If xmkmf and/or make succeeded without errors, you may proceed to the next section. However, in "real life", few things work right the first time. This is when your resourcefulness is put to the test.
Link error: -lX11: No such file or directory, even after xmkmf has been invoked. This may mean that the Imake file was not set up properly. Check the first part of the Makefile for lines such as:
LIB= -L/usr/X11/lib INCLUDE= -I/usr/X11/include/X11 LIBS= -lX11 -lc -lm
-Iswitches tell the compiler and linker where to look for the library and include files, respectively. In this example, the X11 libraries should be in the
/usr/X11/libdirectory, and the X11 include files should be in the
/usr/X11/include/X11directory. If this is incorrect for your machine, make the necessary changes to the Makefile and try the make again.
The fix for this is to explicitly link in the
/tmp/cca011551.o(.text+0x11): undefined reference to `cos'
math library, by adding an -lm to the LIB or LIBS flags in the
Makefile(see previous example).
This is a sort of bare bones equivalent of xmkmf.
make -DUseInstalled -I/usr/X386/lib/X11/config
Makefilesuse unrecognized aliases for libraries present in your system. For example, the build may require
libX11.so.6, but there exists no such file or link in
/usr/X11R6/lib. Yet, there is a
libX11.so.6.1. The solution is to do a ln -s /usr/X11R6/lib/libX11.so.6.1 /usr/X11R6/lib/libX11.so.6, as root. This may need to be followed by a ldconfig.
R5 libsare named
libXt.so.3.1.0. You generally need links, such as libX11.so.3 -> libX11.so.3.1.0. Possibly the software will also need a link of the form libX11.so -> libX11.so.3.1.0. Of course, to create a "missing" link, use the command ln -s libX11.so.3.1.0 libX11.so, as root.
libcversion 5.4.4 or greater. Even the more recent StarOffice 5.0 will not run after installation with the new
glibc 2.1libs. Fortunately, the newer StarOffice 5.1 solves these problems. If running an older version of StarOffice you would, as root, need to copy one or more libraries to the appropriate directories, remove the old libraries, then reset the symbolic links (check the latest version of the
StarOffice miniHOWTOfor more information on this). Caution: Exercise extreme care in this, as you can render your system nonfunctional if you screw up. You can usually find the latest updated libraries at Sunsite.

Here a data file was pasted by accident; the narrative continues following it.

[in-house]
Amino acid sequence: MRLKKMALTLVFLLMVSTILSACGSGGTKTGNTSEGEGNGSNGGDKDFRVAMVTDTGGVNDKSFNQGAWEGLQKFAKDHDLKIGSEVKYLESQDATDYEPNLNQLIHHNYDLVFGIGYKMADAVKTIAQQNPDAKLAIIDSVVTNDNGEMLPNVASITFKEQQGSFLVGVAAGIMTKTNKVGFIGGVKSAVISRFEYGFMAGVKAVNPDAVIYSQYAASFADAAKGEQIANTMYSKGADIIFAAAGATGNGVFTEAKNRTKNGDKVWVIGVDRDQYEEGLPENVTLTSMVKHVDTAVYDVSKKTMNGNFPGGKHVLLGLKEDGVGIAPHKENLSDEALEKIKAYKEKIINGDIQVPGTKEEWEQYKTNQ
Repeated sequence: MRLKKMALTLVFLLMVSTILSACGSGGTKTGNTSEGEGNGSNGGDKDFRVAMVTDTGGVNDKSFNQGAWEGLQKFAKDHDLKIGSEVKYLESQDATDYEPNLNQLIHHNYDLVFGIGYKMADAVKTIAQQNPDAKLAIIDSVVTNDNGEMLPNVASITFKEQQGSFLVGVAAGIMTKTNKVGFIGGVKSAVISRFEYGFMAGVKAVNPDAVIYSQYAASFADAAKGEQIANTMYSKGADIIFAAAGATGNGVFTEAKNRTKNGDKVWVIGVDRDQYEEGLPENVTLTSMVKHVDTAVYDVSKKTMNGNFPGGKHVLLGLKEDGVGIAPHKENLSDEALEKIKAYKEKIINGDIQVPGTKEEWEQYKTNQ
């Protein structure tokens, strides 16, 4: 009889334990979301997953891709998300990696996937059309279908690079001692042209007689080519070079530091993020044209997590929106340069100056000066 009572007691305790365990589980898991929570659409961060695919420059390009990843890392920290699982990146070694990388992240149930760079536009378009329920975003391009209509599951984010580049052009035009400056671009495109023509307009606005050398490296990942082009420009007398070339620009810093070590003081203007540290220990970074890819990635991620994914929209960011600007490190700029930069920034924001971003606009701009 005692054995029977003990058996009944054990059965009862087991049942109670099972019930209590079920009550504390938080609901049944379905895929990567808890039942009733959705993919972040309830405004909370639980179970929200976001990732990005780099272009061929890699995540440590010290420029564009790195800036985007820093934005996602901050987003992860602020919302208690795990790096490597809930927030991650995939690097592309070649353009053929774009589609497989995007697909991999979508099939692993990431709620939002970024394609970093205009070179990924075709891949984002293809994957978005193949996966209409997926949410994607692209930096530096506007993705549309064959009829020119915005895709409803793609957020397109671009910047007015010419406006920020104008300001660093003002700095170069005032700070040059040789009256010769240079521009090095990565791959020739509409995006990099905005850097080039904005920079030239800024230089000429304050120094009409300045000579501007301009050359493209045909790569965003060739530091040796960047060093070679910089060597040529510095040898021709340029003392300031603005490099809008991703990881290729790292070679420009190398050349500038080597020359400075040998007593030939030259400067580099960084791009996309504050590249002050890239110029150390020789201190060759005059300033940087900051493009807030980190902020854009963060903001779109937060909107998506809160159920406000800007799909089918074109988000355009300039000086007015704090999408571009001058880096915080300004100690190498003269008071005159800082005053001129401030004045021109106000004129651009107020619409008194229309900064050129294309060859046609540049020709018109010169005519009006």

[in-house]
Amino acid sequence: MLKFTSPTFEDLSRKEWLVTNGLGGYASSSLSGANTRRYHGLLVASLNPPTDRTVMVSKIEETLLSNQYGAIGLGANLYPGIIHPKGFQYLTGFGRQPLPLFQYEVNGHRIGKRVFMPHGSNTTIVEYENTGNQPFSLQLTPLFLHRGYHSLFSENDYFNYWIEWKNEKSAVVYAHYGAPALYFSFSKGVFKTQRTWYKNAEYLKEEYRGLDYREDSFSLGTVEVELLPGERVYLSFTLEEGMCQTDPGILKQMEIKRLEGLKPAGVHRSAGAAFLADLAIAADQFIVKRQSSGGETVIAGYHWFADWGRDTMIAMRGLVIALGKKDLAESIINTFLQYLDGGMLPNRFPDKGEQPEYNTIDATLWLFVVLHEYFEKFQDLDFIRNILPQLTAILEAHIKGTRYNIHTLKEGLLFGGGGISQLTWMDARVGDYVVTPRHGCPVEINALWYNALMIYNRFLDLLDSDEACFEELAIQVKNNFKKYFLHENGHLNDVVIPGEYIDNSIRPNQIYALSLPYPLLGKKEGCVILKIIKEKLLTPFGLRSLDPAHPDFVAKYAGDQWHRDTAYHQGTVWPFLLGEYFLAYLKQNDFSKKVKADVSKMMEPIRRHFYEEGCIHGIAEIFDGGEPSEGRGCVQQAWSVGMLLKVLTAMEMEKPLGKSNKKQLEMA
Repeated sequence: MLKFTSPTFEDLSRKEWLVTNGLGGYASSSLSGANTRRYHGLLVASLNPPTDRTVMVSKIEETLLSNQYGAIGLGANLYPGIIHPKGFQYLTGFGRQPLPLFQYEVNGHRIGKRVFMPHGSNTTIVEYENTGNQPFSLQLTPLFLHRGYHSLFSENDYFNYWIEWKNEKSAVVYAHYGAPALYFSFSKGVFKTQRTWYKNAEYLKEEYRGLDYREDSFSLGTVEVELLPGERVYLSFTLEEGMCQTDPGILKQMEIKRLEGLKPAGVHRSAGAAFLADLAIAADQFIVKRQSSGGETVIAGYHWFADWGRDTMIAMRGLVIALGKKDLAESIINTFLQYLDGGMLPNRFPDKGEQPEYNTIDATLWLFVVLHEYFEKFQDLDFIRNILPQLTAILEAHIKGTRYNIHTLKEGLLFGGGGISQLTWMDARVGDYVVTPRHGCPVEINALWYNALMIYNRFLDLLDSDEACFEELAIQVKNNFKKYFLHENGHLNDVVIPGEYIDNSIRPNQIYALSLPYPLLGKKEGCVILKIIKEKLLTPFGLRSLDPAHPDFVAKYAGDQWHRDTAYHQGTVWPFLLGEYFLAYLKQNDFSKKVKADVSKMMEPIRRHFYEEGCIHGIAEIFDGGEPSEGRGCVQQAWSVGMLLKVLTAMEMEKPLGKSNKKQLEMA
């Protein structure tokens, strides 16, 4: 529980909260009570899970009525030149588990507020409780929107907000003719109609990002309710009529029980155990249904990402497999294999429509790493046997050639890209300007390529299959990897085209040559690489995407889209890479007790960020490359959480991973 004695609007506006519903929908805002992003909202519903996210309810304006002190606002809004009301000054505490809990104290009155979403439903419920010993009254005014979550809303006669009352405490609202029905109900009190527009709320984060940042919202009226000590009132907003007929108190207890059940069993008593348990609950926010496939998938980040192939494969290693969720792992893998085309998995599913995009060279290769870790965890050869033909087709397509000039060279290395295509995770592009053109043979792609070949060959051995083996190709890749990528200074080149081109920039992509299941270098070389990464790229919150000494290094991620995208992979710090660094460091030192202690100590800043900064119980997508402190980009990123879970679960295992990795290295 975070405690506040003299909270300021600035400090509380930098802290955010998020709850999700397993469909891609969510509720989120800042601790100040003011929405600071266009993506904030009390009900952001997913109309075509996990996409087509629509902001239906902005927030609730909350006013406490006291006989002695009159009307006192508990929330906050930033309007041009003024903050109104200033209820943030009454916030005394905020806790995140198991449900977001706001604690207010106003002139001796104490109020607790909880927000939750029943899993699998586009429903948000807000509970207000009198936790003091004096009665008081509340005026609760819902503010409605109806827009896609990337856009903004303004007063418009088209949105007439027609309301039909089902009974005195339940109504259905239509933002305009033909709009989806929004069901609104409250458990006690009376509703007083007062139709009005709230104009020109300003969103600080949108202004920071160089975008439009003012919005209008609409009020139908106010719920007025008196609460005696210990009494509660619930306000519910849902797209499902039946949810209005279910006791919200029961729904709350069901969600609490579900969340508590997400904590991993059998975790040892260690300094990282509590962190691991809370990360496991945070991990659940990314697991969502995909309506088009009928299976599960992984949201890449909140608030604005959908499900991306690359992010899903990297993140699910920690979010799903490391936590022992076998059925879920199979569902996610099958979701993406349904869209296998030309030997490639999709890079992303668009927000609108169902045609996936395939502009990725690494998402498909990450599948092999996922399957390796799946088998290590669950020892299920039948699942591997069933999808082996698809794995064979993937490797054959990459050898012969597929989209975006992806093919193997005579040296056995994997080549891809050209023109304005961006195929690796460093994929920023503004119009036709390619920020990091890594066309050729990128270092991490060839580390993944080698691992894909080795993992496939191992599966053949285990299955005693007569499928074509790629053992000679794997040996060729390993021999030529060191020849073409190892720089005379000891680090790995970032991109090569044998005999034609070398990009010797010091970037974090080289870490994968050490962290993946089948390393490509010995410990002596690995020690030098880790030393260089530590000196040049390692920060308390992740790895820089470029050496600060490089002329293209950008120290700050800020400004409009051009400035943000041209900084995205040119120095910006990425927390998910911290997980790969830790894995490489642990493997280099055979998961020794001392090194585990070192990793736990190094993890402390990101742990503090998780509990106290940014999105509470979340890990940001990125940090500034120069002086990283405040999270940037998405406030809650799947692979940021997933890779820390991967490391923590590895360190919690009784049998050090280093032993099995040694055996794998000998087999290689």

No such file or directoryerror message. In this case, check the file permissions to make sure the file is executable and check the file header to ascertain whether the shell or program invoked by the script is in the place specified. For example, the scrip may begin with:
If Perl is in fact installed in your
/usr/bindirectory instead of the
/usr/local/binone, then the script will not run. There are two methods of correcting this. The script file header may be changed to
#!/usr/bin/perl, or a symbolic link to the correct directory may be added, ln -s /usr/bin/perl /usr/local/bin/perl.
undefined referenceerrors). The libraries may be expensive proprietary ones or difficult to find for sone other reason. In that case, obtaining a statically linked binary either from the author of the package or from a Linux user group may be the easiest to implement fix.
libc 6 / glibc 2libraries from the older
libc 5. Precompiled binaries that worked with the older library may bomb if you have upgraded your library. The solution is to either recompile the applications from the source or to obtain newer precompiled binaries. If you are in the process of upgrading your system to
libc 6and are experiencing problems, refer to Eric Green's Glibc 2 HOWTO. Note that there are some minor incompatibilities between
glibcversions, so a binary built with
glibc 2.1may not work with
glibc 2.0, and vice versa.
Makefile. This enables gcc's extra, non-ANSI features, and allows building packages that require these extensions. (Thanks to Sebastien Blondeel for pointing this out.)
Warning: A program with setuid as root may pose a security risk to your system. The program runs with root privileges and thus has the potential for doing significant damage. Make certain that you know what the program does, by looking at the source if possible, before setting the setuid bit.
You may wish to examine the
Makefile to make certain that the best compilation options for your system are invoked. For example, setting the -O2 flag chooses the highest level of optimization and the -fomit-frame-pointer flag results in a smaller binary (though debugging will then be disabled). Do not play around with this unless you know what you are doing, and in any case, not until after a trial build works.
In my experience, perhaps 25% of applications build "right out of the box". Another 50% or so can be "persuaded" to build with an effort ranging from trivial to herculean. That still means a significant number of packages will not build no matter what. Even then, the Intel
a.out binaries for these might possibly be found at Sunsite or the TSX-11 archive. Red Hat and Debian have extensive archives of prepackaged binaries of most of the popular Linux software. Perhaps the author of the software can supply the binaries compiled for your particular flavor of machine.
Note that if you obtain precompiled binaries, you will need to check for compatibility with your system:
The binaries must run on your hardware (i.e., Intel x86).
The binaries must be compatible with your kernel (i.e., a.out or ELF).
Your libraries must be up to date.
Your system must have the appropriate installation utility (rpm or deb).
If all else fails, you may find help in the appropriate newsgroups, such as comp.os.linux.x or comp.os.linux.development.
If nothing at all works, at least you gave it your best effort, and you learned a lot.